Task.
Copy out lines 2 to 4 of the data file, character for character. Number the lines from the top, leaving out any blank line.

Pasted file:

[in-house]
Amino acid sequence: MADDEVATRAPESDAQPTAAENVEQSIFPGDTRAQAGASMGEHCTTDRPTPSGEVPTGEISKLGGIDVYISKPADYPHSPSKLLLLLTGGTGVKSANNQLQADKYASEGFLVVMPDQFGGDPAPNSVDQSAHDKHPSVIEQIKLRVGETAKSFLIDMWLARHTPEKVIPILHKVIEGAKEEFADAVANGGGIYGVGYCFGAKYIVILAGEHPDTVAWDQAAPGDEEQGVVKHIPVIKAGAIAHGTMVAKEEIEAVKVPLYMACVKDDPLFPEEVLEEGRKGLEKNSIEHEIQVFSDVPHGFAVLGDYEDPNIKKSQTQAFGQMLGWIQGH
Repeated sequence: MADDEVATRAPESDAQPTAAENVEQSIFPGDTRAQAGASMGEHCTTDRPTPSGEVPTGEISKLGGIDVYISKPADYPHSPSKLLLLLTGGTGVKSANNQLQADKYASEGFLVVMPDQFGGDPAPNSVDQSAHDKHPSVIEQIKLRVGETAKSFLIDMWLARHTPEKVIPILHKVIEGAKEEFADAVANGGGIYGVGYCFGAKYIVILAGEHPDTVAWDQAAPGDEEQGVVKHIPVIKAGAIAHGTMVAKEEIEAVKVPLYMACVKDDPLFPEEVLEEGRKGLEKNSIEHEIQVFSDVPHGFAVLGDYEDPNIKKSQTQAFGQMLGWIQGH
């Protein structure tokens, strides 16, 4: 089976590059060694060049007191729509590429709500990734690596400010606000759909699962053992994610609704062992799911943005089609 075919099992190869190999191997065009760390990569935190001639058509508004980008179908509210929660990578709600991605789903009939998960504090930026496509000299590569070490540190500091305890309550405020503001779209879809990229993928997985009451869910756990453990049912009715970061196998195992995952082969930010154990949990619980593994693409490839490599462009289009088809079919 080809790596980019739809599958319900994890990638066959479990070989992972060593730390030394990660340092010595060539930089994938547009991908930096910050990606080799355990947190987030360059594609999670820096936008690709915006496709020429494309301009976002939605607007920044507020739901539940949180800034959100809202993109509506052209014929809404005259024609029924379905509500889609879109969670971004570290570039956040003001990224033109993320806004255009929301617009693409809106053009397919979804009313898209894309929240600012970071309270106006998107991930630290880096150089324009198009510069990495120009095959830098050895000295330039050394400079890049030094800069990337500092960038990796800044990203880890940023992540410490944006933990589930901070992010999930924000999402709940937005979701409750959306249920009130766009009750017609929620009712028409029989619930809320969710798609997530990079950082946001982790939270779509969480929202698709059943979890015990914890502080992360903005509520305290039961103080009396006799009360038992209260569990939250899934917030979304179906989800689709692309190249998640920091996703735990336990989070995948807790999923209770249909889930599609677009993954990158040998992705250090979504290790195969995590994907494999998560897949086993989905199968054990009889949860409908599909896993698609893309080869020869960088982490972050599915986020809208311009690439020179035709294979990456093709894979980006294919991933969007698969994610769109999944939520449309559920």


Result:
Amino acid sequence: MADDEVATRAPESDAQPTAAENVEQSIFPGDTRAQAGASMGEHCTTDRPTPSGEVPTGEISKLGGIDVYISKPADYPHSPSKLLLLLTGGTGVKSANNQLQADKYASEGFLVVMPDQFGGDPAPNSVDQSAHDKHPSVIEQIKLRVGETAKSFLIDMWLARHTPEKVIPILHKVIEGAKEEFADAVANGGGIYGVGYCFGAKYIVILAGEHPDTVAWDQAAPGDEEQGVVKHIPVIKAGAIAHGTMVAKEEIEAVKVPLYMACVKDDPLFPEEVLEEGRKGLEKNSIEHEIQVFSDVPHGFAVLGDYEDPNIKKSQTQAFGQMLGWIQGH
Repeated sequence: MADDEVATRAPESDAQPTAAENVEQSIFPGDTRAQAGASMGEHCTTDRPTPSGEVPTGEISKLGGIDVYISKPADYPHSPSKLLLLLTGGTGVKSANNQLQADKYASEGFLVVMPDQFGGDPAPNSVDQSAHDKHPSVIEQIKLRVGETAKSFLIDMWLARHTPEKVIPILHKVIEGAKEEFADAVANGGGIYGVGYCFGAKYIVILAGEHPDTVAWDQAAPGDEEQGVVKHIPVIKAGAIAHGTMVAKEEIEAVKVPLYMACVKDDPLFPEEVLEEGRKGLEKNSIEHEIQVFSDVPHGFAVLGDYEDPNIKKSQTQAFGQMLGWIQGH
């Protein structure tokens, strides 16, 4: 089976590059060694060049007191729509590429709500990734690596400010606000759909699962053992994610609704062992799911943005089609 075919099992190869190999191997065009760390990569935190001639058509508004980008179908509210929660990578709600991605789903009939998960504090930026496509000299590569070490540190500091305890309550405020503001779209879809990229993928997985009451869910756990453990049912009715970061196998195992995952082969930010154990949990619980593994693409490839490599462009289009088809079919 080809790596980019739809599958319900994890990638066959479990070989992972060593730390030394990660340092010595060539930089994938547009991908930096910050990606080799355990947190987030360059594609999670820096936008690709915006496709020429494309301009976002939605607007920044507020739901539940949180800034959100809202993109509506052209014929809404005259024609029924379905509500889609879109969670971004570290570039956040003001990224033109993320806004255009929301617009693409809106053009397919979804009313898209894309929240600012970071309270106006998107991930630290880096150089324009198009510069990495120009095959830098050895000295330039050394400079890049030094800069990337500092960038990796800044990203880890940023992540410490944006933990589930901070992010999930924000999402709940937005979701409750959306249920009130766009009750017609929620009712028409029989619930809320969710798609997530990079950082946001982790939270779509969480929202698709059943979890015990914890502080992360903005509520305290039961103080009396006799009360038992209260569990939250899934917030979304179906989800689709692309190249998640920091996703735990336990989070995948807790999923209770249909889930599609677009993954990158040998992705250090979504290790195969995590994907494999998560897949086993989905199968054990009889949860409908599909896993698609893309080869020869960088982490972050599915986020809208311009690439020179035709294979990456093709894979980006294919991933969007698969994610769109999944939520449309559920």